from the FAS Project on Government Secrecy
Volume 2005, Issue No. 83
August 26, 2005


In an internal message sent this month to "all Army leaders," U.S. Army Chief of Staff General Peter J. Schoomaker warned that sensitive military information is being posted by Army personnel on the internet and that "the enemy continues to exploit such information for use against our forces." He ordered increased attention to operational security to address the problem.

"Some soldiers continue to post sensitive information to internet websites and blogs, e.g. photos depicting weapon system vulnerabilities and tactics, techniques, and procedures," Gen. Schoomaker wrote.

"Such OPSEC [operational security] violations needlessly place lives at risk and degrade the effectiveness of our operations."

Gen. Schoomaker appended a related February 2005 alert from the Vice Chief of Staff, who elaborated further:

"The enemy is actively searching the unclassified networks for information, especially sensitive photos, in order to obtain targeting data, weapons system vulnerabilities, and TTPs [tactics, techniques, and procedures] for use against the Coalition. A more aggressive attitude toward protecting friendly information is vital to mission success. The enemy is a pro at exploiting our OPSEC vulnerabilities."

"Remind all personnel that the enemy will exploit sensitive photos showing the results of IED strikes, battle scenes, casualties, destroyed or damaged equipment, and enemy KIAs as propaganda and terrorist training tools.... We cannot afford to have our photos become training and recruitment tools for the enemy," the Vice Chief of Staff stated.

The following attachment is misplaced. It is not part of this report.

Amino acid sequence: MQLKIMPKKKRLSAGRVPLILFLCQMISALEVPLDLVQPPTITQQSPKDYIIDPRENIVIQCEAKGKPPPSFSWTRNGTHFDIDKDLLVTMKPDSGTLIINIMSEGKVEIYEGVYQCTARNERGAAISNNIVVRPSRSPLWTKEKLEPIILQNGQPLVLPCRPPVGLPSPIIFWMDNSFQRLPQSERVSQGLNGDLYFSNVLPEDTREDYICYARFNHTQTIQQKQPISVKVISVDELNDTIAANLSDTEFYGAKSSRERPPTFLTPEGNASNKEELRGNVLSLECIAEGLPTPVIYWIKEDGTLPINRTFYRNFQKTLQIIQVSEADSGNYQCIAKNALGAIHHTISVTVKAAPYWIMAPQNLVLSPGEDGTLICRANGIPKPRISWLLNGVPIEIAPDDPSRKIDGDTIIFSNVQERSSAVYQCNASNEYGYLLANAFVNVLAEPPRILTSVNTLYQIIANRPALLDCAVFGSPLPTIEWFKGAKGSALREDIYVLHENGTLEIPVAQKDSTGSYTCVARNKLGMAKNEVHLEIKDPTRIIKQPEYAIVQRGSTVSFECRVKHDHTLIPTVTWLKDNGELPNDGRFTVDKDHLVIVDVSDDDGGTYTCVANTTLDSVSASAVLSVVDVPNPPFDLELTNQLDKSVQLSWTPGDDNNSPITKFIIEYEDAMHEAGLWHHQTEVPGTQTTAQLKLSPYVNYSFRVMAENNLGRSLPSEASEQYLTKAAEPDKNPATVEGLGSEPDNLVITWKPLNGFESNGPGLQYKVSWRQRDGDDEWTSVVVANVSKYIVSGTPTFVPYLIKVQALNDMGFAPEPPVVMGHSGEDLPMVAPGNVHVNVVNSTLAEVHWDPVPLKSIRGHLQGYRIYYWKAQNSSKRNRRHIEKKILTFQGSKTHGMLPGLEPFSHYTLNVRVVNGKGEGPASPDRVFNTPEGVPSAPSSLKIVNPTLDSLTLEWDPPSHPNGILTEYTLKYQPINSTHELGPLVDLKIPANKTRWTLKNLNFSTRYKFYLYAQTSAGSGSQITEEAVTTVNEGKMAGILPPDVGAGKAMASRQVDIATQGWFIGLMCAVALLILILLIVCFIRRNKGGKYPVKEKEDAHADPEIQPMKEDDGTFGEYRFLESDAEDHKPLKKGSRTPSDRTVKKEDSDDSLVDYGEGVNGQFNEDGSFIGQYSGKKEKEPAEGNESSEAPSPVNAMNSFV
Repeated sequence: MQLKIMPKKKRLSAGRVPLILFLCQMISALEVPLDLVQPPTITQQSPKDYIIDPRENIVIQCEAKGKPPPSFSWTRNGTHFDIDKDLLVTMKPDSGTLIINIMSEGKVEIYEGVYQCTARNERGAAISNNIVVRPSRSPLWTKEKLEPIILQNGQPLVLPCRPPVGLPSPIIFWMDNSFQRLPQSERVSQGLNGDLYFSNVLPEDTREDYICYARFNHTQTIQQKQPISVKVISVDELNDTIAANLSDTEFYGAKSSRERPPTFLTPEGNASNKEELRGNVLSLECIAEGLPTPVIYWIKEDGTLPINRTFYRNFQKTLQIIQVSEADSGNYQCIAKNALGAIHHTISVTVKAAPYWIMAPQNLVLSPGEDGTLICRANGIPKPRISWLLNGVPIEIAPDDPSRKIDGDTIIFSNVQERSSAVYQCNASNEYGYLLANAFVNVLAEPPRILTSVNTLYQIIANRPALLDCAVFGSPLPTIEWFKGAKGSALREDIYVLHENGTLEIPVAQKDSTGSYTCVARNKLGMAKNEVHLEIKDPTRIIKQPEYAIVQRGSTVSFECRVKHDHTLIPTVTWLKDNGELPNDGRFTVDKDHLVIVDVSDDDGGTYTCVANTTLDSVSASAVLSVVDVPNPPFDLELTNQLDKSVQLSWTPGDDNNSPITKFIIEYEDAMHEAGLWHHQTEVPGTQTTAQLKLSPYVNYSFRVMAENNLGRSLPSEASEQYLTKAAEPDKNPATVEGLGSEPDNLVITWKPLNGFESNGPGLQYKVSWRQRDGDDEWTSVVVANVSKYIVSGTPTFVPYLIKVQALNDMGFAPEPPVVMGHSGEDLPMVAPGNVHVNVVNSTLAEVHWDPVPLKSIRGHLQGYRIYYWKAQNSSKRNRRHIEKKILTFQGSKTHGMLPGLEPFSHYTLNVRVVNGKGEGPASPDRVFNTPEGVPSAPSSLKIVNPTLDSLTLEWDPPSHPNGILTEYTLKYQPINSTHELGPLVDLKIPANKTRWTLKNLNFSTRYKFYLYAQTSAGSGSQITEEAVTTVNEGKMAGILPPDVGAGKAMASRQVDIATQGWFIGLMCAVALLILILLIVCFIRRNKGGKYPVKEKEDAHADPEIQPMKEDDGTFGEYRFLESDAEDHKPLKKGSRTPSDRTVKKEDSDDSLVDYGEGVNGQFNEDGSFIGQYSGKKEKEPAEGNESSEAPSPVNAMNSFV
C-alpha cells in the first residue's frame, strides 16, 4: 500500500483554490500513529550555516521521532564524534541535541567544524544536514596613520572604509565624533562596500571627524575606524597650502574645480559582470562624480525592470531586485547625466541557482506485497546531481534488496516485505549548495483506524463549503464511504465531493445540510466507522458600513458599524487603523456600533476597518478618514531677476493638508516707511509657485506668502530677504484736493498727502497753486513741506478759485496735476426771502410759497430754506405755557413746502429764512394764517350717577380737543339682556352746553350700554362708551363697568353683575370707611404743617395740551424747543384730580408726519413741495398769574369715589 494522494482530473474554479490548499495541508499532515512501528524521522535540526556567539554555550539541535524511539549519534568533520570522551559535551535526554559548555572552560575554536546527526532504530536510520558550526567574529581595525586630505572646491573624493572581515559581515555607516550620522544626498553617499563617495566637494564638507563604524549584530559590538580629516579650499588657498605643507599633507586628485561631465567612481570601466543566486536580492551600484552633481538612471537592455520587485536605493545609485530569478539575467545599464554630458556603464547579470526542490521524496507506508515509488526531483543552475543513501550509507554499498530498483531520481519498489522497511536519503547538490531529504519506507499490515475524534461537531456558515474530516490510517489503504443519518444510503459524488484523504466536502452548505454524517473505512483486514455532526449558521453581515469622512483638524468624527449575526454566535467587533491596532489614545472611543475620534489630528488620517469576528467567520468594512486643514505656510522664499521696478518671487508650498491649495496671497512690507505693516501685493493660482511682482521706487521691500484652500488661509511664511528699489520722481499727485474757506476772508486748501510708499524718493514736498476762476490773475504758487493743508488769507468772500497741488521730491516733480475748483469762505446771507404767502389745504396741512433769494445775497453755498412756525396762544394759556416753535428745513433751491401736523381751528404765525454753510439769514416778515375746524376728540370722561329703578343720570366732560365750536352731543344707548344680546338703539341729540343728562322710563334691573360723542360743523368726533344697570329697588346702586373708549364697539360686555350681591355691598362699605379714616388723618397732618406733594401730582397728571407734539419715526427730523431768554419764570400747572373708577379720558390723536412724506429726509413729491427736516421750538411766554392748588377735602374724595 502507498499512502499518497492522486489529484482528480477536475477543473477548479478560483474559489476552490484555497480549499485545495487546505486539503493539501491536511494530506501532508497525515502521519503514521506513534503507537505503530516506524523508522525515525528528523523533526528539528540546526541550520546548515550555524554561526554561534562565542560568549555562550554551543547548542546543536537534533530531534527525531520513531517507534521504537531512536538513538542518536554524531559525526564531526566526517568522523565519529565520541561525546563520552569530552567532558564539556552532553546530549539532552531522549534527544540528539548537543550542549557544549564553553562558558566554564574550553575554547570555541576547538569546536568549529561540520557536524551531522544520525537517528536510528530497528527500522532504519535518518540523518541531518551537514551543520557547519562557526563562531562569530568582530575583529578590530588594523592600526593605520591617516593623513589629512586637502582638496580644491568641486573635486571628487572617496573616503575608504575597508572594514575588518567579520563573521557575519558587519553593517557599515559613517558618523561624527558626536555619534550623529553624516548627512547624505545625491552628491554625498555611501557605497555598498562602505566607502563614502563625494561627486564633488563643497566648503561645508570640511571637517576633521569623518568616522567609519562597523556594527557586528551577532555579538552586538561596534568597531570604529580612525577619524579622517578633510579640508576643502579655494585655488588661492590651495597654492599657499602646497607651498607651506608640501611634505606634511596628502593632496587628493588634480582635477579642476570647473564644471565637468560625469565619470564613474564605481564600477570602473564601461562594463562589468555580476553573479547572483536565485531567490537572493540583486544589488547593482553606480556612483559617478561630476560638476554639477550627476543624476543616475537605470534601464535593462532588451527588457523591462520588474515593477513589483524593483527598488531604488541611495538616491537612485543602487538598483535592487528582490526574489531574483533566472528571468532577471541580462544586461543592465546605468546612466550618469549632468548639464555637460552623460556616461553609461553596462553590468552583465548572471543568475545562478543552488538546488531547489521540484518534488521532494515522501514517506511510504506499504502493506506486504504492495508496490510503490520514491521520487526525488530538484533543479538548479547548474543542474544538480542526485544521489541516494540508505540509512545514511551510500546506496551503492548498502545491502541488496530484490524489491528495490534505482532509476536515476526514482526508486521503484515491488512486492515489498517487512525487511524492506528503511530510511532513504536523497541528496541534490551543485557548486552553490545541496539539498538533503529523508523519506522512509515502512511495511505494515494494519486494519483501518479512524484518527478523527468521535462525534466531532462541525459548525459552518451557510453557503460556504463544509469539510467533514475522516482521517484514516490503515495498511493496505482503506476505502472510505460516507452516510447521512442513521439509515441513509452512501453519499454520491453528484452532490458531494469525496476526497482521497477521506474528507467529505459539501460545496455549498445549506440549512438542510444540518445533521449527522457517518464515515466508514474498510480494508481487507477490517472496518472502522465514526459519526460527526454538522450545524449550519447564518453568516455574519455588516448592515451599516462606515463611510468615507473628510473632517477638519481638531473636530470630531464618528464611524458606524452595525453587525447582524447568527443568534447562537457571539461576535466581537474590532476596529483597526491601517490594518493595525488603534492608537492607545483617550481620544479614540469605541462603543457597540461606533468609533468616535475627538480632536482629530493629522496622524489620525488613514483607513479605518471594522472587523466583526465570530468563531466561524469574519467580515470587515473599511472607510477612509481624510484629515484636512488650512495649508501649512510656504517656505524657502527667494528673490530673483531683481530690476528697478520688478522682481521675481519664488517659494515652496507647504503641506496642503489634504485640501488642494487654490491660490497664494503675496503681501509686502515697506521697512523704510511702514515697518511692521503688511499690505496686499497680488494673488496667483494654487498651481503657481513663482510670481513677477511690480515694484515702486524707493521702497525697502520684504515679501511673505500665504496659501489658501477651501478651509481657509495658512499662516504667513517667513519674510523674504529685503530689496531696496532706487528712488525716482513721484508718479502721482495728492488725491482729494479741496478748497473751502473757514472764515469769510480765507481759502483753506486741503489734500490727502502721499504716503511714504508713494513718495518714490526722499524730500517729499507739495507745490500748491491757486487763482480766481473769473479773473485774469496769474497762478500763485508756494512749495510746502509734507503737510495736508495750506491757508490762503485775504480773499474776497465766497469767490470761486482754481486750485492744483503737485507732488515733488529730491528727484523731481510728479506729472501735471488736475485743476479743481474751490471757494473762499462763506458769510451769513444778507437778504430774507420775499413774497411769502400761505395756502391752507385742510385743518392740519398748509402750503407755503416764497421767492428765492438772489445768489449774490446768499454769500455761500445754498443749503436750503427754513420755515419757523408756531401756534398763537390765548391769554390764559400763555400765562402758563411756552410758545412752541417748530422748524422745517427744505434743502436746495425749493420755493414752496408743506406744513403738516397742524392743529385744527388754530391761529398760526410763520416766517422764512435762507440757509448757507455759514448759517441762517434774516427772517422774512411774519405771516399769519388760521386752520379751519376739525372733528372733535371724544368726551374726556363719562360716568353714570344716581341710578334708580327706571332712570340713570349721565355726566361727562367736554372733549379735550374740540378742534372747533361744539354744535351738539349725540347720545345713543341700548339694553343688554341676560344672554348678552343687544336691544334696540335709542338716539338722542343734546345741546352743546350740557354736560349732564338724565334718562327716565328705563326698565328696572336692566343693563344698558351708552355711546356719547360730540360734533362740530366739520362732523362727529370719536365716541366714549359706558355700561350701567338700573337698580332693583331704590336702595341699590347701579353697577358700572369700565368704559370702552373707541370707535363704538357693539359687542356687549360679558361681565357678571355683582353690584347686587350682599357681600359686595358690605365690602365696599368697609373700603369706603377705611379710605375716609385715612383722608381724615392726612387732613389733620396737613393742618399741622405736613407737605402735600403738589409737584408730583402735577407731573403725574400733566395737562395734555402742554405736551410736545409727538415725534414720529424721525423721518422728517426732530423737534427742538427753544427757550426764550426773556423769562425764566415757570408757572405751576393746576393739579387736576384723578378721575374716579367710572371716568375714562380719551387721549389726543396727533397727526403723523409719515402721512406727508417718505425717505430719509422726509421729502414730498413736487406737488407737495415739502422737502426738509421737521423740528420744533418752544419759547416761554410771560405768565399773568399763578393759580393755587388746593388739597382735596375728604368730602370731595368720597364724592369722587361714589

"Get the word out and focus on this issue now," Gen. Schoomaker wrote. "I expect to see immediate improvement."

A copy of Gen. Schoomaker's August 2005 message was obtained by Secrecy News. See:


Upon reviewing 1.3 million pages of declassified records at the National Archives earlier this year, Energy Department officials found 76 pages of classified nuclear weapons-related information that were inadvertently released, according to a new report to Congress.

As in similar surveys in the past, most of the inadvertently released classified records concerned historical nuclear weapons storage locations or stockpile quantities -- information that does not represent a current proliferation hazard. However, some of the records also included unspecified weapons design information.

See "Seventeenth Report on Inadvertent Releases of Restricted Data and Formerly Restricted Data under Executive Order 12958," DOE Report to Congress, May 2005 (declassified version, August 2005):


Secrecy News is written by Steven Aftergood and published by the Federation of American Scientists.

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